So how much is worth and can I sell the name? Actually, RU Sexy already beat you to that name but substitute another prospective domain name of your choice.

Up until now it has been difficult to answer questions about the value of Australian domain names and whether they can be transferred. Firstly, the Australian Domain Name Administrator (auDA) has been quite restrictive in its approach to domain name transfers. Secondly, there is little publicly available information about the price for which Australian domain names have been sold.

There is more public information about prices paid for dotcom domain names. However, Australian domain names are unlikely to have anywhere near the same value as a general rule. Some people say that a good rule of thumb is to divide the price paid for a dotcom domain name by 100 to get the value for a equivalent. Still, that could be a significant sum. So why the sudden interest in domain name values? auDA recently announced that it will be relaxing its rules on domain name transfers. Up until now, domain name transfers were effectively limited to situations where a person was selling their whole business along with the associated domain name.

The key features of the new auDA policy on domain name transfers are:

  • domain names cannot be registered for the sole purpose of resale or transfer. The aim is obviously to prevent the speculative registration of vast numbers of domain names for later sale.
  • a domain name cannot be transferred within 6 months after registration. No doubt this restriction is related to the first point in seeking to reduce opportunities for domain name trafficking. But let's hope this does not restrict legitimate transfers associated with business sales.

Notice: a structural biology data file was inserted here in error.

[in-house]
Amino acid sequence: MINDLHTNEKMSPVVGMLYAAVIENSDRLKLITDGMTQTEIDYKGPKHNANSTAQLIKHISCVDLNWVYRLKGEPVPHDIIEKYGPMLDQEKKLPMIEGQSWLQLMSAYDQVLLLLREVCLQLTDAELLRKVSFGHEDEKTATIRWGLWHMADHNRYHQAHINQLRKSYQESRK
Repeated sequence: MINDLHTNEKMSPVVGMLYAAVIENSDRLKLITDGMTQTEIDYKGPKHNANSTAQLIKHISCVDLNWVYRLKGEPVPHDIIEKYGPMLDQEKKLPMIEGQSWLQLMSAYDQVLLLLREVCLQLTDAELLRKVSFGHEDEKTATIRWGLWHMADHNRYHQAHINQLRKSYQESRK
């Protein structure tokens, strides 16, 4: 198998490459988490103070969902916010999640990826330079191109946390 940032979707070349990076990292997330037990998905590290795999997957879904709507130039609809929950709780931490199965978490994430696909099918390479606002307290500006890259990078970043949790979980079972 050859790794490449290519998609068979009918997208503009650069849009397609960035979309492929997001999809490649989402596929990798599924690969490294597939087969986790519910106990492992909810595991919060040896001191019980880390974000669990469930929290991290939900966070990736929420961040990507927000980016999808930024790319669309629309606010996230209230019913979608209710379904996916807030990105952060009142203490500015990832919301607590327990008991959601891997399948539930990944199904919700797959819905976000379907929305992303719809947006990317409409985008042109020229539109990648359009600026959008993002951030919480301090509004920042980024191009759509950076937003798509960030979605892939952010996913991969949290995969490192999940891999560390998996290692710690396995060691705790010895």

• after the 6-month waiting period, the domain name can be offered for sale by any means.
  • a standard transfer form will apply and the registrar may charge a transfer fee. If there is a significant increase in the volume of domain name transfers, this administration fee could be a good money spinner for registrars.
  • interestingly, parties who are involved in a domain name transfer will be asked to disclose the sale method and price to enable auDA to provide aggregated market data. Disclosure is voluntary and confidential. auDA will publish this data in a de-identified way to give prospective buyers and sellers a better idea of market prices for an Australian domain name. While this has the potential to give a much clearer idea of domain name values, it will be interesting to see whether parties do disclose this information.

It is hoped that the new policy will be in effect by mid 2008 following further consultation with stakeholders and allowing time for system changes needed to implement the policy.

So now may be an excellent time to get in and register all those domain names you have long been thinking about. Of course you never have any intention of selling them, well at least for 6 months anyway. It will be interesting to see whether there is a sudden spike in domain name registrations in coming months.

But before we all get too excited, auDA has advised that its existing rules in relation to eligibility to apply for a domain name will remain. So you will still need to demonstrate a legitimate interest in applying for the name such as being the holder of an associated trade mark or company or business name or being able to demonstrate another legitimate connection between the domain name and your business. While this requirement will create some restrictions, enterprising domain name traders will no doubt find ways to accommodate these requirements while amassing substantial portfolios of tradeable domain names.

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